Friday, 1 April 2016

The Compelling Scientific Evidence for UFOs - Erol A. Faruk **

 You can see immediately from the cover that this is no ordinary popular science book. There are some issues with The Compelling Scientific Evidence for UFOs, but if you have an interest in the field, particularly if, like me, you are an open-minded sceptic on the subject, I would consider reading it. This is because it is one of the few attempts to use proper scientific methods on UFO evidence, and though I don't agree with Erol Faruk's conclusions, it is refreshing not to see simplistic acceptance or knee-jerk denial of what is, for many people, a genuinely interesting topic.

This isn't a general discussion of the UFO phenomenon - for that I'd recommend How UFOs Conquered the World by David Clarke, but instead gives us the author's take on a specific incident at Delphos, Kansas, where an alleged UFO landing left behind some very interesting material. The book has as an appendix made up of Faruk's scientific paper describing an analysis of the unusual organic material found, and some suggestions as to what it might be, and a main section that gives background to that paper and repeats a lot of the non-technical content.

The format doesn't work wonderfully well, because we start with 80 pages of introduction, then get 40 pages of the paper, which repeats a lot of what came before. By far the most interesting part is Faruk's analysis of the material, which is detailed and does show some unusual properties. We aren't talking the usual X-Files stuff of 'unknown substances' or 'alien material' - these are straightforward, if complex organic compounds, but they are unusual ones with interesting water repellant and fluorescent properties, which Faruk suggests could be indicators of previous bioluminescence.

What is this stuff and where does it come from? Faruk suggests it was material left behind when a UFO landed, leaving a circular mark on the grass. His book opens with an overview of the UFO phenomenon. This could be more balanced - at the moment it merely presents the 'believers' view and places far too much dependence on witness testimony. Although the author makes it clear that the best evidence is not about seeing lights in the sky - which are very common and often optically misleading - but seeing clear, detailed craft. Yet he doesn't really explain why in one of the best documented examples he gives where ‘hundreds, possibly thousands of witnesses’ say they saw a craft at Phoenix in 1997, there are no good photographs of anything other than... lights in the sky.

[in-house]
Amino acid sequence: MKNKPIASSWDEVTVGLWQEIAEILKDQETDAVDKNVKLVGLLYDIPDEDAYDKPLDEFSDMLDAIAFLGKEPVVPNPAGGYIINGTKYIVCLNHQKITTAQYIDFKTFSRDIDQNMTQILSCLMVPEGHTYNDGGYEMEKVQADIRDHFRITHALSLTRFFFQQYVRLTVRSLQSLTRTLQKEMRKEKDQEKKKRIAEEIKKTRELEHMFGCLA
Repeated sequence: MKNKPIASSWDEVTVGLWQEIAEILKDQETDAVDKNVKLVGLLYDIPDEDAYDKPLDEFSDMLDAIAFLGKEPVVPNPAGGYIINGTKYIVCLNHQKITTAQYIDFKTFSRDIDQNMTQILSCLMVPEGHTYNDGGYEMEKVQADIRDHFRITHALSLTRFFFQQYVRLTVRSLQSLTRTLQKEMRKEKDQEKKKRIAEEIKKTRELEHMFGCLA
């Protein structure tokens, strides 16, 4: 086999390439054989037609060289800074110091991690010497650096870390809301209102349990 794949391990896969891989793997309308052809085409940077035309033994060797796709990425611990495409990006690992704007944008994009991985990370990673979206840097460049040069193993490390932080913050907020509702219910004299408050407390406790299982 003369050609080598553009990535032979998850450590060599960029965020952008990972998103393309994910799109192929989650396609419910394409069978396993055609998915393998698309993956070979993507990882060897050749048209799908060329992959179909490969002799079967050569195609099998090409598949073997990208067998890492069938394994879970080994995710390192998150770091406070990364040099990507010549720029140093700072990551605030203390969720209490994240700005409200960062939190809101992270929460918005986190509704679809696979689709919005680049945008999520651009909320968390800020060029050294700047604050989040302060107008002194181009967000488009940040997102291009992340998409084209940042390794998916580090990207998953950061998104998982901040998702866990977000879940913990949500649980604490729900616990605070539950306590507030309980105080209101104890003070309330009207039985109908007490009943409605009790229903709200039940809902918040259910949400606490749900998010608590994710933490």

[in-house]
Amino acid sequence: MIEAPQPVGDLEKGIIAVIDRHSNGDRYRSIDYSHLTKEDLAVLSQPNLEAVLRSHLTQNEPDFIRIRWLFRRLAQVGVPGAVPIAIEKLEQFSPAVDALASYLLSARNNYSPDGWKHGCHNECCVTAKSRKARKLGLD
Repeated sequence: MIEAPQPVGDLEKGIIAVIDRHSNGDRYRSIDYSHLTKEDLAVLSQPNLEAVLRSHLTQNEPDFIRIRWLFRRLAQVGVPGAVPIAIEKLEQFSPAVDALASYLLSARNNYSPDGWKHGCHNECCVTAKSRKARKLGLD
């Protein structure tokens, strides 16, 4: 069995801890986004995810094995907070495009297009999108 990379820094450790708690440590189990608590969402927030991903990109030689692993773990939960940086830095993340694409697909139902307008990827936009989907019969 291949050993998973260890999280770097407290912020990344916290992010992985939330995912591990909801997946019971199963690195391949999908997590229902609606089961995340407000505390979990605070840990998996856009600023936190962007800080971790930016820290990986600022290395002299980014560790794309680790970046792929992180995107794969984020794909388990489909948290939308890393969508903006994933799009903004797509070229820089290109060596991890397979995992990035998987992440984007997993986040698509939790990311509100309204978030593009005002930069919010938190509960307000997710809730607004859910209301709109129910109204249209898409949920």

We then move onto the Delphos incident, with a description of what was reported, the evidence to support this, an overview of Faruk's analysis of the material and a series of attempts to get his paper on the subject published in a non-specialist journal, including Nature. It does no benefit to Faruk's argument to show us a series of email exchanges with journals where they reject a paper for what seem to be perfectly sensible reasons, but which are taken to be something close to suppression. Finally we get the paper itself. With any experience of journals like Nature, it's easy to see why it was rejected. The 'science' part of the paper is fine, but the long opening background section with links to Wikipedia as sources would put off any mainstream scientific journal.

As for the analysis, the problem is the leap from the genuinely interesting chemical analysis to the assumption that this vindicates the story of a UFO landing. The other evidence is mostly a family's testimony, plus a single Polaroid photograph said to show the ring where the UFO landed glowing in the dark. (It just looks like a ring of white material in the photo as printed - hardly useful evidence.) Faruk suggests that the existence of material he analyses could be the result of a hoax, a fungal ring or a UFO, and comes down in favour of the third option. But of itself there is no reason to make the leap to UFO other than the witness testimony - there are plenty more possible reasons for the existence of this material. It's strange, for instance, that Faruk doesn't mention the suggestion easily found online that a galvanised iron chicken feeder used to stand where the ring is, and that the ring is where chicken droppings accumulated for years.

So, a frustrating read, not delivering the compelling evidence promised. But I very much support the author's attempt to put UFO studies on a proper scientific basis, rather than leave reports of sightings and landings to be either lapped up uncritically or dismissed without any consideration by a sometimes heavy-handed scientific community.

Review by Brian Clegg

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